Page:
For patients with stable chest pain and intermediate pretest probability of coronary artery disease (CAD) referred for invasive coronary angiography (ICA), the risk of major adverse cardiovascular events is similar with use of computed tomography (CT) or ICA, according to a study published online March 4 in the New England Journal of Medicine. The research was published to coincide with the annual European Congress of Radiology, held virtually from March 2 to 6.
Pál Maurovich-Horvat, M.D., Ph.D., M.P.H., from Semmelweis University in Budapest, Hungary, and colleagues compared CT with ICA as initial diagnostic imaging strategies for guiding treatment of patients with stable chest pain and intermediate pretest probability of obstructive CAD. The primary outcome was major adverse cardiovascular events over 3.5 years. A total of 3,561 patients were included in the analysis: 1,808 in the CT group and 1,753 in the ICA group.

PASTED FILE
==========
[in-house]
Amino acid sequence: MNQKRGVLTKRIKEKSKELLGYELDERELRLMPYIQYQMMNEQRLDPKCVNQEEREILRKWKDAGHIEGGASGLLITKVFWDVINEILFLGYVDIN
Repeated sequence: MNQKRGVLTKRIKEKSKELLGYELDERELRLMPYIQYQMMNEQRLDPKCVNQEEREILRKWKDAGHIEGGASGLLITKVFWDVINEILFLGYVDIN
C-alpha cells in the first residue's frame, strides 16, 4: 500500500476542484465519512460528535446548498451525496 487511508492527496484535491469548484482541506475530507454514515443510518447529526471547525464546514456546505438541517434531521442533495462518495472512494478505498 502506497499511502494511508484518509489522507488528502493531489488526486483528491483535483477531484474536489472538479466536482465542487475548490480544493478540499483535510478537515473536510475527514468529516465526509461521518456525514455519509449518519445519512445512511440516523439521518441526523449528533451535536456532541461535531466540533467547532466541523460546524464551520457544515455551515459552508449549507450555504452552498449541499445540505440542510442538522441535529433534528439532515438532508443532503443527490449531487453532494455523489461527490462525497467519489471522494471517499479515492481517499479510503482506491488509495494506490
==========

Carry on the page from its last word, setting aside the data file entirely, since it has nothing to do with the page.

The researchers found that major adverse cardiovascular events occurred in 2.1 and 3.0 percent of patients in the CT and ICA groups, respectively (hazard ratio, 0.70; 95 percent confidence interval, 0.46 to 1.07; P = 0.10). Major procedure-related complications occurred in 0.5 and 1.9 percent of patients in the CT and ICA groups, respectively (hazard ratio, 0.26; 95 percent confidence interval, 0.13 to 0.55). Angina was reported during the final four weeks of follow-up in 8.8 and 7.5 percent of patients in the CT and ICA groups, respectively (odds ratio, 1.17; 95 percent confidence interval, 0.92 to 1.48).
“We found that a strategy of initial CT resulted in no significant difference in the incidence of major adverse cardiovascular events as compared with ICA but was associated with a lower risk of major procedure-related complications and revascularization procedures,” the authors write.
Several authors disclosed financial ties to the biopharmaceutical and medical device industries.
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